Tour Seattle’s Chocolate Factories
No Oompa Loompas at these candy-making centers, but peeking behind the sugary curtain is a delight.
By Jess Thomson & Cody Bay
March 7, 2013
Revamped in 2012, the tour at Fremont’s 6-year-old Theo Chocolate is more educational than Willy Wonka–ish. It starts with a 30-minute seminar that includes not just how chocolate is made, but why Theo set out to change the way cacao is sourced. (The company is part of a fair-trade network that polices the cooperatives that grow and harvest chocolate, guaranteeing that the beans it buys are in no way connected to forced- or child-labor practices. Approximately 70 percent of world chocolate production still doesn’t follow fair trade principles.) Learn when a cacao seed turns into a cocoa bean, how and why you should eat your dark chocolate before your milk, whether there really is that much caffeine in your nightly nosh, and why theobromine, the compound found in chocolate, technically qualifies any chocolate bar that’s more than 70 percent cacao as a health food. When the learning’s done, meander through the factory with one of Theo’s übereducated chocolate lovers—don’t worry, there will be plenty to taste. One-hour-long tours daily; $6 per person (can reserve online). 3400 Phinney Ave. N; 206.632.5100; theochocolate.com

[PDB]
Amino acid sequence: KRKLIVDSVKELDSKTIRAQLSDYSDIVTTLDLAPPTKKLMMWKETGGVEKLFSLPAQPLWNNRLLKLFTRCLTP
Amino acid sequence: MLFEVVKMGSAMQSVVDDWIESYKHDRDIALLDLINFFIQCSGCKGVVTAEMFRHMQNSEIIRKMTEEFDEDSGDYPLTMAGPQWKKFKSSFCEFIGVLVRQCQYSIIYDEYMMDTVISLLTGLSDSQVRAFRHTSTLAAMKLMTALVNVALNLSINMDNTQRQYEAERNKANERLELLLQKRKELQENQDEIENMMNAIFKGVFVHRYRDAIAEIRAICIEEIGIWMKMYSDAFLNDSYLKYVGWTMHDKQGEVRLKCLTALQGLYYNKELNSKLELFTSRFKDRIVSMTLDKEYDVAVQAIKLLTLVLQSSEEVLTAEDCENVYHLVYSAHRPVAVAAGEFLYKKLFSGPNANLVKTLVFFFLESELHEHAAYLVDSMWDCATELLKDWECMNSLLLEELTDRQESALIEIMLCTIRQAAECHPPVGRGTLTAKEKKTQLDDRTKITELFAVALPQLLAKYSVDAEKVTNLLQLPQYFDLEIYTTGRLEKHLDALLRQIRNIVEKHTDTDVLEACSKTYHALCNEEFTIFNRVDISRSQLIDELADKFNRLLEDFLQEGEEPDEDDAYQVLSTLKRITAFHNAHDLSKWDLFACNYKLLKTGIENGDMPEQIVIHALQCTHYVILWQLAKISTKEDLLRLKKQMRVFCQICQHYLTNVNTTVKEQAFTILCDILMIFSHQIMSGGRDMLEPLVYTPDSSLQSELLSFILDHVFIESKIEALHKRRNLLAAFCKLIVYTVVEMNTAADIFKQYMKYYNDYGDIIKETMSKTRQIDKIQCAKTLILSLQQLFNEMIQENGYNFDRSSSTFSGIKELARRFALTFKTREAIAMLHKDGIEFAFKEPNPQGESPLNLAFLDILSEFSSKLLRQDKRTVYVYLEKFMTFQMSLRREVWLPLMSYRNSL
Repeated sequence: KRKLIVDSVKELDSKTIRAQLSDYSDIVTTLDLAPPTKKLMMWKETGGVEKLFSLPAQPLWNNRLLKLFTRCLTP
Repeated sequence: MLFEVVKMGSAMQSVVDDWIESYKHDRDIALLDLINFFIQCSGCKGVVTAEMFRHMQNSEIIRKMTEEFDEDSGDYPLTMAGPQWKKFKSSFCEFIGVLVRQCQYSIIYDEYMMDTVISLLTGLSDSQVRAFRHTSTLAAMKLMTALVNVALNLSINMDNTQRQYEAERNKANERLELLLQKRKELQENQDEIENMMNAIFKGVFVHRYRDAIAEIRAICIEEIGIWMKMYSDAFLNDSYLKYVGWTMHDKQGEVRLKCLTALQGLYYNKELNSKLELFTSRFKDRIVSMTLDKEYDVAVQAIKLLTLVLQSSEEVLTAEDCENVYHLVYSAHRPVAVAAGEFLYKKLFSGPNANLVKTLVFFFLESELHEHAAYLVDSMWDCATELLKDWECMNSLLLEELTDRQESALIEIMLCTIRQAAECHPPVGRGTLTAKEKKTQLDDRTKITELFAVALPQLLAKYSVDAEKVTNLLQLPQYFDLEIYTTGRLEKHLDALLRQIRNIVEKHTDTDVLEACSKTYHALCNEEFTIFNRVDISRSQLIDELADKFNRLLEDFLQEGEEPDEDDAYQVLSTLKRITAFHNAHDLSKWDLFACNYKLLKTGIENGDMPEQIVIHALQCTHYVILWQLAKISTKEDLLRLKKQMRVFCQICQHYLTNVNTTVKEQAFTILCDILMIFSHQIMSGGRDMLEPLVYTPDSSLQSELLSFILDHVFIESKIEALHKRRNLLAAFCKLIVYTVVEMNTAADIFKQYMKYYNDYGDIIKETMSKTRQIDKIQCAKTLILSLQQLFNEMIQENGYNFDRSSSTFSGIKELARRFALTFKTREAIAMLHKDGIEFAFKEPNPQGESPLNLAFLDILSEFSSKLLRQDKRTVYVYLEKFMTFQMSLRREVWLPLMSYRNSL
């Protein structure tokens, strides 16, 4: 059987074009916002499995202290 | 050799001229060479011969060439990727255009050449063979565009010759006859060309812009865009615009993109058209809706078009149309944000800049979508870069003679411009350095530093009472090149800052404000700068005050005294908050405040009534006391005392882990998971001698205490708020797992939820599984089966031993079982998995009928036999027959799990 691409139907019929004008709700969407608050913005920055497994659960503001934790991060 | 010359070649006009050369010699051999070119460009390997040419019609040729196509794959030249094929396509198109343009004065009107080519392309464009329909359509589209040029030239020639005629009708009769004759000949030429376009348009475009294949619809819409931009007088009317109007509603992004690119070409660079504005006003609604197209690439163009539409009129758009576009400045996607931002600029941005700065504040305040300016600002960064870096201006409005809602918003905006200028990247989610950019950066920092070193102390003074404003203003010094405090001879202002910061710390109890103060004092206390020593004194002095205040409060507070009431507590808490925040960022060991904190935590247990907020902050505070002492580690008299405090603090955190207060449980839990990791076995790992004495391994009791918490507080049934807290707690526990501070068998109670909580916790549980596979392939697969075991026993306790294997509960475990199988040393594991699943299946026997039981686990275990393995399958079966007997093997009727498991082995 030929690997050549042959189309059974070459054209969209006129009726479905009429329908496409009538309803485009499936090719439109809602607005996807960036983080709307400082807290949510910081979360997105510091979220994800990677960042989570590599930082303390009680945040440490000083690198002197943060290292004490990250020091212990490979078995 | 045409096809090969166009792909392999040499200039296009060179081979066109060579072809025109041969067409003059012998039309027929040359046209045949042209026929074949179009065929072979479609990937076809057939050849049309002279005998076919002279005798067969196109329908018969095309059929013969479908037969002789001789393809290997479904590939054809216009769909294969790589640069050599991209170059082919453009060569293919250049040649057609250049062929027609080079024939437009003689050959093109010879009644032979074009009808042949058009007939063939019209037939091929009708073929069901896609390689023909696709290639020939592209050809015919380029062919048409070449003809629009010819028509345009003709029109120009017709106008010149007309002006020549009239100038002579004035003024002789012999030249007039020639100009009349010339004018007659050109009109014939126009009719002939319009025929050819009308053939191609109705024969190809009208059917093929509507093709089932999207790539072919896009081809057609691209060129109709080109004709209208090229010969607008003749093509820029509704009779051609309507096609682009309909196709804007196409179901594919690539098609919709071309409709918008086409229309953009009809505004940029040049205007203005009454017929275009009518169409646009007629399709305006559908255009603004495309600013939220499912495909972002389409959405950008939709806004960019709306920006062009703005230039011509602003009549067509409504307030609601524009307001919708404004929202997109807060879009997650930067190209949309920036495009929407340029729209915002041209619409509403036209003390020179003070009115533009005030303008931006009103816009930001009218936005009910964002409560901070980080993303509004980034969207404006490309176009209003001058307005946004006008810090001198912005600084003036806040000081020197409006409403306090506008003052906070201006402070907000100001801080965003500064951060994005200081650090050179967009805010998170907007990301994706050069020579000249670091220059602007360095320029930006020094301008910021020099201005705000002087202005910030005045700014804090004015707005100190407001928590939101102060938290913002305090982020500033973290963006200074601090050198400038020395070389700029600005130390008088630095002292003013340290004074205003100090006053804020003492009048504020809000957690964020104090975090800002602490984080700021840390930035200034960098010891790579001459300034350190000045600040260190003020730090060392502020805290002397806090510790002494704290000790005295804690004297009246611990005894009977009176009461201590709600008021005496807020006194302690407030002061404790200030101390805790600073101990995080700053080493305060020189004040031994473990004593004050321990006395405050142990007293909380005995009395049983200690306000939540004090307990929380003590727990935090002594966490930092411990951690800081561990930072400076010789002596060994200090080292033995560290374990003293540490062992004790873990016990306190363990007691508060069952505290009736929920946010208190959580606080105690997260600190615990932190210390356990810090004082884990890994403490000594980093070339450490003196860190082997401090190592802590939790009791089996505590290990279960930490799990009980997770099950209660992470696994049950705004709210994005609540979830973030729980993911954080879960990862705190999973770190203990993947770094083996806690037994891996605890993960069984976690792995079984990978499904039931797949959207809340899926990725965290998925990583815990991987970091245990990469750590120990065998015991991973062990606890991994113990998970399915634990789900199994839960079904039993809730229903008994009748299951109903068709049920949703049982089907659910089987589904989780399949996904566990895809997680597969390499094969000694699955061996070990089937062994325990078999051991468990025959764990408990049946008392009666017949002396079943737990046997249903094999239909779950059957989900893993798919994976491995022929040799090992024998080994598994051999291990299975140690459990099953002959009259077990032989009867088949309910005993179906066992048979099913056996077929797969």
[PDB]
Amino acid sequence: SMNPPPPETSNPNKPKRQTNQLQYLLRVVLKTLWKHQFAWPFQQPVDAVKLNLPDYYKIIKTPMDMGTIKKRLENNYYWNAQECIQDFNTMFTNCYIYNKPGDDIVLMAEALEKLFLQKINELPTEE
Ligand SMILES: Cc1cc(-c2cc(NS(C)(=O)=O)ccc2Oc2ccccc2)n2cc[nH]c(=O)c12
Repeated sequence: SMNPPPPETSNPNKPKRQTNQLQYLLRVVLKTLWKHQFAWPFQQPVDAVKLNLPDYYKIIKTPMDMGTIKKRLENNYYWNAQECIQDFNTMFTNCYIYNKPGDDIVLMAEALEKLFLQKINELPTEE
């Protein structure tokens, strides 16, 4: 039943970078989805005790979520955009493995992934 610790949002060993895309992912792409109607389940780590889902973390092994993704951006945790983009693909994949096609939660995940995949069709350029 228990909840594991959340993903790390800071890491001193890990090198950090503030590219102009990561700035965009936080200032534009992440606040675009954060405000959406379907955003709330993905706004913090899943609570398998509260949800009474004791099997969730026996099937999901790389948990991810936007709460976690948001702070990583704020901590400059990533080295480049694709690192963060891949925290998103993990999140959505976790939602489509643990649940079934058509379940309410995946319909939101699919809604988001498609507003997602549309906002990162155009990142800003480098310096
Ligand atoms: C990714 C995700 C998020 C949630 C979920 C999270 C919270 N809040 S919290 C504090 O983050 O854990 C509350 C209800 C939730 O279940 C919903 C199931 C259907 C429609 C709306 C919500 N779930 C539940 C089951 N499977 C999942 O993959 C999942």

Liberty ORCHARDS/Aplets and Cotlets
Back in the 1930s, after Armen Tertsagian and Mark Balaban, two enterprising young Armenian immigrants, named Liberty Orchards in honor of their new homeland, they created Aplets and Cotlets, a type of locoum (sometimes called Turkish delight), based on favorite Armenian candy recipes. Later, third-generation owner Greg Taylor’s mom was in charge of the tours. She shepherded the area’s tourists through the candy kitchen, showing people simmering cauldrons of candy and thick slabs of sweetness ready to be cubed and dusted in confectioner’s sugar. Not much has changed. Today, approximately 80,000 people visit Liberty Orchards, where they witness the creation of a candy made famous by the Seattle World’s Fair, along with new and nutritious Orchard Bars. Don’t worry; it’s not a health food company. Tours daily (not open weekends during the winter). Free. Cashmere, 117 Mission Ave.; 509.782.4088; libertyorchards.com
Part candy factory and part museum, Issaquah’s 70-year-old confectionary is still churning out brittles, fudge and truffles next door to the alpine chapel that founder (and former Olympic runner) Julius Boehm built as a replica of one in St. Moritz, Switzerland, that honors fallen mountaineers. A journey through the neighboring chalet—now part of the guided tour at Boehms—makes you feel caught somewhere between The Sound of Music and “Hansel and Gretel.” The candy-making process itself is equally quaint; the founder insisted that all truffles be dipped by hand, as they still are today. Winter tours by reservation only. Issaquah, 255 NE Gilman Blvd.; 425.392.6652; boehmscandies.com (some gift boxes available online)